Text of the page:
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Govt extends time for electoral petitions

Attorney General William Byaruhanga who tabled electoral reforms to the flow of Parliament last week. (PHOTO/File)

KAMPALA – Government in its newly tabled electoral reforms is seeking to increase the time for lodging an election petition from the current 10 days to fifteen days.

Details of the proposal are contained in the five bills that were tabled last week by Attorney General William Byaruhanga in fulfilment of Supreme Court recommendations following the election petition filed by former Premier Amama Mbabazi after the 2016 general elections.

The Attorney-General tabled a number of proposed amendments including; The Presidential Elections (Amendment) Bill, 2019, the Electoral Commission (Amendment) Bill, 2019, the Political Parties and Organisation (Amendment) Bill, 2019, Parliamentary Elections (Amendment) Bill and the Local Government (Amendment) Bill, 2019.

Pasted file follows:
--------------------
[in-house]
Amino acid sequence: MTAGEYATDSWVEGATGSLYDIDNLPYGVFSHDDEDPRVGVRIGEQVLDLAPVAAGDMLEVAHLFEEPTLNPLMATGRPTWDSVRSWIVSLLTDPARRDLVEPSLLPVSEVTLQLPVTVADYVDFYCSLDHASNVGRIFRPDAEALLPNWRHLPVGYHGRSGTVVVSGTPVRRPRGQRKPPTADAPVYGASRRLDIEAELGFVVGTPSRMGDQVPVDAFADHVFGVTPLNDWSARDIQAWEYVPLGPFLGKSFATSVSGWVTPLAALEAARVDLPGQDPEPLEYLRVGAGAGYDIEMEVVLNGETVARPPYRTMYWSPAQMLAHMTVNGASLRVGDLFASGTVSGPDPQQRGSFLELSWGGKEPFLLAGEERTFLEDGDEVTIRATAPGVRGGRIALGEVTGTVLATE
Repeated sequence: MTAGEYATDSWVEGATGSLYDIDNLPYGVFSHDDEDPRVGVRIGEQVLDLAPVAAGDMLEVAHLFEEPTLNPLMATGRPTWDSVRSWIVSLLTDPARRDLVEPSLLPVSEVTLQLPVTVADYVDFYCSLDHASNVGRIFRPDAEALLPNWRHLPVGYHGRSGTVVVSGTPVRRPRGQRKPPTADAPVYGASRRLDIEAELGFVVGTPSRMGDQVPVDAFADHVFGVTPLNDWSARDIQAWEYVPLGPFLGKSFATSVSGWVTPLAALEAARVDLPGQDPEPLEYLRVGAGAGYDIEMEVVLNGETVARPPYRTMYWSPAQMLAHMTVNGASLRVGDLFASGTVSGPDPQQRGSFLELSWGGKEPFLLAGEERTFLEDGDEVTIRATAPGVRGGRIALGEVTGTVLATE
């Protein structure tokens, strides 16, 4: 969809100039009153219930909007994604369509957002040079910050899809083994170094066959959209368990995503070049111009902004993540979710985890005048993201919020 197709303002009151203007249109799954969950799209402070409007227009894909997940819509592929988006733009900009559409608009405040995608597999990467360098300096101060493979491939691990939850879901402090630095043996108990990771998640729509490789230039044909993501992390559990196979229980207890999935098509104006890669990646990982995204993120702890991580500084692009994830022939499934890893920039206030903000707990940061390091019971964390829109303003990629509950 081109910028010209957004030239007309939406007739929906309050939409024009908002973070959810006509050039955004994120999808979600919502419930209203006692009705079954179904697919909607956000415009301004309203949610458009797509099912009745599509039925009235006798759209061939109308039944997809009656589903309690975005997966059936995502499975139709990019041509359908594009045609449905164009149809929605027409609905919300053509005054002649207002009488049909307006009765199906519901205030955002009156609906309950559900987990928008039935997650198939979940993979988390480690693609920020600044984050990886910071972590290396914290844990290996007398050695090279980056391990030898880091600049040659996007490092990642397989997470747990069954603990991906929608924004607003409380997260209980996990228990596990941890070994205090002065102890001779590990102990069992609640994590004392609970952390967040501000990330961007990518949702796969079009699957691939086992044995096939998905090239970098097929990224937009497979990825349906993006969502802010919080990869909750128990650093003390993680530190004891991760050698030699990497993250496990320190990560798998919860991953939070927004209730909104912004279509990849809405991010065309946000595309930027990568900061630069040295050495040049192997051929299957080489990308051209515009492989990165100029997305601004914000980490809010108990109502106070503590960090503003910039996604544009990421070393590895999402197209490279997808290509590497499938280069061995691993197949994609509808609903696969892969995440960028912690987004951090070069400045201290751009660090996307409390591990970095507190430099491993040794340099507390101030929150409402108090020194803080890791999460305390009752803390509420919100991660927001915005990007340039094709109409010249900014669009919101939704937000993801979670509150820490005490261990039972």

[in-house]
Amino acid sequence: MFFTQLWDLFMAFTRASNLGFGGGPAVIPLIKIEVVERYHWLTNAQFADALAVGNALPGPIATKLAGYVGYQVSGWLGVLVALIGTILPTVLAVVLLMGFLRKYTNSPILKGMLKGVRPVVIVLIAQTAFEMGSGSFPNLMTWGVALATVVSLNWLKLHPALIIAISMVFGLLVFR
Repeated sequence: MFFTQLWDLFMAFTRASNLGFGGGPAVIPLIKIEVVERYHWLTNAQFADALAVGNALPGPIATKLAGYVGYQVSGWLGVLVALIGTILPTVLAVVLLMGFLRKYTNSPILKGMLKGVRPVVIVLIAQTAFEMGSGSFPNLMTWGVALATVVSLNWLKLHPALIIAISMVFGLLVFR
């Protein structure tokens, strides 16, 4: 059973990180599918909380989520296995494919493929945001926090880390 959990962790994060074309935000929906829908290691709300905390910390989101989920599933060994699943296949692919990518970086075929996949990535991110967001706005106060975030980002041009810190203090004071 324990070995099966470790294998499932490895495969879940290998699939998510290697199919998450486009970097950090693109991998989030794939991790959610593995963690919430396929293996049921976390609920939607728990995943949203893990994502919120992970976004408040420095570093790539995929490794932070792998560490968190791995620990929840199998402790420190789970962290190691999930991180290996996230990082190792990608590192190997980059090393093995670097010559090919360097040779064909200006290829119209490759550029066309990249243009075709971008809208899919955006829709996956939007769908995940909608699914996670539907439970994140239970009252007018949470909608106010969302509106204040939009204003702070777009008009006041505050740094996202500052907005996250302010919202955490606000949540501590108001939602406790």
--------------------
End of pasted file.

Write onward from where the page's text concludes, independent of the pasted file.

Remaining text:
The Supreme Court in its 20th August 2016 detailed judgement made ten recommendations on electoral reforms among which include the call for extension of time for the filing and determination period of presidential election petitions from the current 30 days to 60 days.

This extension is to enable the concerned parties and court to adequately prepare and present their case.

Copies of the Bills indicate that under the Presidential elections for instance, unsatisfied candidates shall have 15 days to lodge their petition to the Supreme Court, a shift from 10 days currently provided for.

Although the Supreme Court recommended an extension for hearing election petitions to 60 days up from the current 30 days, their prayers have been partially honoured with an extension accorded but only to 45 days within which to determine a presidential petition.

In case of a re-run, the Electoral Commission will have to organise fresh elections within 60 days, as opposed to 20 days in the current law.

The proposed bill however also aligns the scrapping of the Age limit, to pave way for the implementation of the 2017 Constitutional amendments when MPs in a majority decision, repealed article 102 B.

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